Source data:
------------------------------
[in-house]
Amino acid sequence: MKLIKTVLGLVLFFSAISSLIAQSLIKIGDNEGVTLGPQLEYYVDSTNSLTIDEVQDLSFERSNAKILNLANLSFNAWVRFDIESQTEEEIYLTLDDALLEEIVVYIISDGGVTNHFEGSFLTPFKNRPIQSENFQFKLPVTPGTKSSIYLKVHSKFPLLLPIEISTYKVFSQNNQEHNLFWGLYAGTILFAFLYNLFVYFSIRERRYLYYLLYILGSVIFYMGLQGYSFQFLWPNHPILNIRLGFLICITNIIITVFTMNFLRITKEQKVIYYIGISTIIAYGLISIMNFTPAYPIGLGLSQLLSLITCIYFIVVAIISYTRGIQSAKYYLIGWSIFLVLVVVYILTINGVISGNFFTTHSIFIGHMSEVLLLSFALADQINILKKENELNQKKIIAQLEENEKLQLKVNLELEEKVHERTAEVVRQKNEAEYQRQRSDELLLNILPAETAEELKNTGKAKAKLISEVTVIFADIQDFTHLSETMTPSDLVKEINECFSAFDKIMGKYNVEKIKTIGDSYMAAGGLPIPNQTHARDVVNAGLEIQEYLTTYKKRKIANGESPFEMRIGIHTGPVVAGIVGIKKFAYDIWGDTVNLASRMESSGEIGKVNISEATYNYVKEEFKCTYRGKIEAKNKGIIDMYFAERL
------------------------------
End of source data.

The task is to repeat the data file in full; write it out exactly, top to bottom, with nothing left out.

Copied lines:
[in-house]
Amino acid sequence: MKLIKTVLGLVLFFSAISSLIAQSLIKIGDNEGVTLGPQLEYYVDSTNSLTIDEVQDLSFERSNAKILNLANLSFNAWVRFDIESQTEEEIYLTLDDALLEEIVVYIISDGGVTNHFEGSFLTPFKNRPIQSENFQFKLPVTPGTKSSIYLKVHSKFPLLLPIEISTYKVFSQNNQEHNLFWGLYAGTILFAFLYNLFVYFSIRERRYLYYLLYILGSVIFYMGLQGYSFQFLWPNHPILNIRLGFLICITNIIITVFTMNFLRITKEQKVIYYIGISTIIAYGLISIMNFTPAYPIGLGLSQLLSLITCIYFIVVAIISYTRGIQSAKYYLIGWSIFLVLVVVYILTINGVISGNFFTTHSIFIGHMSEVLLLSFALADQINILKKENELNQKKIIAQLEENEKLQLKVNLELEEKVHERTAEVVRQKNEAEYQRQRSDELLLNILPAETAEELKNTGKAKAKLISEVTVIFADIQDFTHLSETMTPSDLVKEINECFSAFDKIMGKYNVEKIKTIGDSYMAAGGLPIPNQTHARDVVNAGLEIQEYLTTYKKRKIANGESPFEMRIGIHTGPVVAGIVGIKKFAYDIWGDTVNLASRMESSGEIGKVNISEATYNYVKEEFKCTYRGKIEAKNKGIIDMYFAERL